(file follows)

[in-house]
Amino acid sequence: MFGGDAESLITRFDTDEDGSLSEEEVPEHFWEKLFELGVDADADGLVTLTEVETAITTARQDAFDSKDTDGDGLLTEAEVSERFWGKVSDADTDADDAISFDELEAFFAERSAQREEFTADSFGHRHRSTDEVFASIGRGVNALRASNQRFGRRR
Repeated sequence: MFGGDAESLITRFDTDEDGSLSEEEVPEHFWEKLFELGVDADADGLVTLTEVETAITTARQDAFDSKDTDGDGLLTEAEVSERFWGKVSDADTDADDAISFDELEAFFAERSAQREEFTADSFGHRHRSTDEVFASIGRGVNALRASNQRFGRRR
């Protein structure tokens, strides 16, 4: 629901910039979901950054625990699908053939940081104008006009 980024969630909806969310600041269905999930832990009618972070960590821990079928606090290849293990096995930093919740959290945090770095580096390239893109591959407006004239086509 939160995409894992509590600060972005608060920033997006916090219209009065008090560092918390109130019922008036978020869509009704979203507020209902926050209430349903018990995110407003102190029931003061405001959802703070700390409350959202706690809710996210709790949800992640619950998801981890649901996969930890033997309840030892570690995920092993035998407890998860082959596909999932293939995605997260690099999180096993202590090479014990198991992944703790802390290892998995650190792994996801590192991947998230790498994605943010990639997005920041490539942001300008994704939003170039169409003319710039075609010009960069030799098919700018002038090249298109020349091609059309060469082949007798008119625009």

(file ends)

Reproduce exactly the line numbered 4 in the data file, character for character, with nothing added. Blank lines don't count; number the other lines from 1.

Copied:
């Protein structure tokens, strides 16, 4: 629901910039979901950054625990699908053939940081104008006009 980024969630909806969310600041269905999930832990009618972070960590821990079928606090290849293990096995930093919740959290945090770095580096390239893109591959407006004239086509 939160995409894992509590600060972005608060920033997006916090219209009065008090560092918390109130019922008036978020869509009704979203507020209902926050209430349903018990995110407003102190029931003061405001959802703070700390409350959202706690809710996210709790949800992640619950998801981890649901996969930890033997309840030892570690995920092993035998407890998860082959596909999932293939995605997260690099999180096993202590090479014990198991992944703790802390290892998995650190792994996801590192991947998230790498994605943010990639997005920041490539942001300008994704939003170039169409003319710039075609010009960069030799098919700018002038090249298109020349091609059309060469082949007798008119625009």